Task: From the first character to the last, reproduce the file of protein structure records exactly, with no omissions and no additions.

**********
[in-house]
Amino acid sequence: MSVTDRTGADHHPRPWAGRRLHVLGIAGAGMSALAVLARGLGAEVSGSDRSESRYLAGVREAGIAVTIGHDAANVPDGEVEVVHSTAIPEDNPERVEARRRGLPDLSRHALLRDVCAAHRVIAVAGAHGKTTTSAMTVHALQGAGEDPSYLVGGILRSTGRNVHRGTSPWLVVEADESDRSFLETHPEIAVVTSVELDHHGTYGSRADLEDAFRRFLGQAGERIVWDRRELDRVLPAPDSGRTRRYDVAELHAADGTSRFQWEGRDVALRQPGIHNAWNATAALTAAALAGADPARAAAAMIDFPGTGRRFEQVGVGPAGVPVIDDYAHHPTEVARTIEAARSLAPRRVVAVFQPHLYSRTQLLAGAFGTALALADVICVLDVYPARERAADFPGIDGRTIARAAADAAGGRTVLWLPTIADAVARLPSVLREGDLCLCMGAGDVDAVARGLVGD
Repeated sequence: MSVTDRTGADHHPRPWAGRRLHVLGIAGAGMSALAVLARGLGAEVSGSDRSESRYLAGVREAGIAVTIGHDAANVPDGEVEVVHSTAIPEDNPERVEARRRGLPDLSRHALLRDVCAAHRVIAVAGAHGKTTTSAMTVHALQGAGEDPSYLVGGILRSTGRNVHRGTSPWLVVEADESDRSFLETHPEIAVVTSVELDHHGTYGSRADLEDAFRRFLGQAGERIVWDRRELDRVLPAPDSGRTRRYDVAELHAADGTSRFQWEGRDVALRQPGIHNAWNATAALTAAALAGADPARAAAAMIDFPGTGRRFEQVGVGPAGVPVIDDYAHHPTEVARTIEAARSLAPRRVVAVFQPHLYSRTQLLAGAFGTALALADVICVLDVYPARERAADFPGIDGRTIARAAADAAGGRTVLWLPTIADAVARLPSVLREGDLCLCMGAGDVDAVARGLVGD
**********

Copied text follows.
[in-house]
Amino acid sequence: MSVTDRTGADHHPRPWAGRRLHVLGIAGAGMSALAVLARGLGAEVSGSDRSESRYLAGVREAGIAVTIGHDAANVPDGEVEVVHSTAIPEDNPERVEARRRGLPDLSRHALLRDVCAAHRVIAVAGAHGKTTTSAMTVHALQGAGEDPSYLVGGILRSTGRNVHRGTSPWLVVEADESDRSFLETHPEIAVVTSVELDHHGTYGSRADLEDAFRRFLGQAGERIVWDRRELDRVLPAPDSGRTRRYDVAELHAADGTSRFQWEGRDVALRQPGIHNAWNATAALTAAALAGADPARAAAAMIDFPGTGRRFEQVGVGPAGVPVIDDYAHHPTEVARTIEAARSLAPRRVVAVFQPHLYSRTQLLAGAFGTALALADVICVLDVYPARERAADFPGIDGRTIARAAADAAGGRTVLWLPTIADAVARLPSVLREGDLCLCMGAGDVDAVARGLVGD
Repeated sequence: MSVTDRTGADHHPRPWAGRRLHVLGIAGAGMSALAVLARGLGAEVSGSDRSESRYLAGVREAGIAVTIGHDAANVPDGEVEVVHSTAIPEDNPERVEARRRGLPDLSRHALLRDVCAAHRVIAVAGAHGKTTTSAMTVHALQGAGEDPSYLVGGILRSTGRNVHRGTSPWLVVEADESDRSFLETHPEIAVVTSVELDHHGTYGSRADLEDAFRRFLGQAGERIVWDRRELDRVLPAPDSGRTRRYDVAELHAADGTSRFQWEGRDVALRQPGIHNAWNATAALTAAALAGADPARAAAAMIDFPGTGRRFEQVGVGPAGVPVIDDYAHHPTEVARTIEAARSLAPRRVVAVFQPHLYSRTQLLAGAFGTALALADVICVLDVYPARERAADFPGIDGRTIARAAADAAGGRTVLWLPTIADAVARLPSVLREGDLCLCMGAGDVDAVARGLVGD